Wednesday, October 21, 2015

Ufouma and Vigtýr and Me


Original image: DV

   The hot tub conversation I was having with Ufouma was interrupted when we were joined by Vigtýr, 'The Banjo Player', as Ufouma called him. He was in his mid 30s, tall and handsome, with long blonde hair—a regular Viking. Ufouma, who had been out of the country for the last few weeks, had to catch up on things and asked him how he had been doing lately. His answer was quick in coming and surprised me with its bluntness.

   "I've been feeling kind of… I guess you could say I've been lonely."

   Ufouma, expressing genuine concern, started asking questions. Vigtýr said he had always been self-reliant, but lately it had started to catch up with him. Ufuoma knew that he had some health issues as well, including surgery to relieve nerve damage in one leg, a condition which caused him to have phantom pain in his foot. Ufouma nonchalantly picked up his leg and began to massage the offending foot.

   "I know someone in London, he can help you, no surgery, you should go see him." she said. She then lifted her leg above the swirling water and showed us the scars on her leg. She had gotten them from the exhaust of a motor scooter. They were interesting, two round spots, had her healer friend helper her recover? I didn't have any interesting stories to offer about either of my legs.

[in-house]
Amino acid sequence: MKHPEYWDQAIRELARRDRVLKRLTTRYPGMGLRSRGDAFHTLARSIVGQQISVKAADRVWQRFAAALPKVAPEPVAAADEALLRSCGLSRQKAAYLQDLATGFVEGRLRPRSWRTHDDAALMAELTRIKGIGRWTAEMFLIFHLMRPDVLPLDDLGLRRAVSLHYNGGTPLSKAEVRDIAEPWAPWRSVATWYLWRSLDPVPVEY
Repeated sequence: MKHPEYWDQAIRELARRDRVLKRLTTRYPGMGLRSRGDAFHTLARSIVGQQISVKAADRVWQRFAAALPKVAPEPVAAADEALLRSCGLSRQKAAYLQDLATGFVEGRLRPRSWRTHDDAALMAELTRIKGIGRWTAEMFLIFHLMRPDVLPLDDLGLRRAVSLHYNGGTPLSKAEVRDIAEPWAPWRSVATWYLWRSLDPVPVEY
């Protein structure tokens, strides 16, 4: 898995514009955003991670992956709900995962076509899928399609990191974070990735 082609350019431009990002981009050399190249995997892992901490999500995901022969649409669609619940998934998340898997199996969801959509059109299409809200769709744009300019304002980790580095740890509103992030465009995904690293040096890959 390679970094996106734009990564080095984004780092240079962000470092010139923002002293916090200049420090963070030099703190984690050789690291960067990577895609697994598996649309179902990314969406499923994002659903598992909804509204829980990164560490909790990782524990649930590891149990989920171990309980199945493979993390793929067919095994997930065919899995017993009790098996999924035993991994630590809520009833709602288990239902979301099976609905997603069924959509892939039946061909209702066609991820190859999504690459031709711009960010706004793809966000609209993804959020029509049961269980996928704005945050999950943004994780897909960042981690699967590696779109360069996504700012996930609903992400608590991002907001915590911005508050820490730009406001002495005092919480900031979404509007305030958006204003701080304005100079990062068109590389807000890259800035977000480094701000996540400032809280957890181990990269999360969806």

The instant rapport we shared (based mostly on Ufuoma's extremely engaging personality), was like a meeting between old friends. It would be hard to image in any other circumstance, but the leveling nature of the hot-pot made it seem natural.  It was with great deal of reluctance that I finally took my leave to catch the flight back home.


By Professor Batty



4 Comments:

Blogger Shoshanah Lee Marohn said...

I feel like we went with you!


Blogger Jono said...

Someday, if all my obligations are gone, I may just not come back. It's just a fantasy, I know, but one that floats through the mind now and then.


Blogger Shoshanah Lee Marohn said...

Sometimes I feel like I never did come back.


Blogger Professor Batty said...

The Weaver always worries that I won't come back, but she's a lot better than a dozen Icelands.

Post a Comment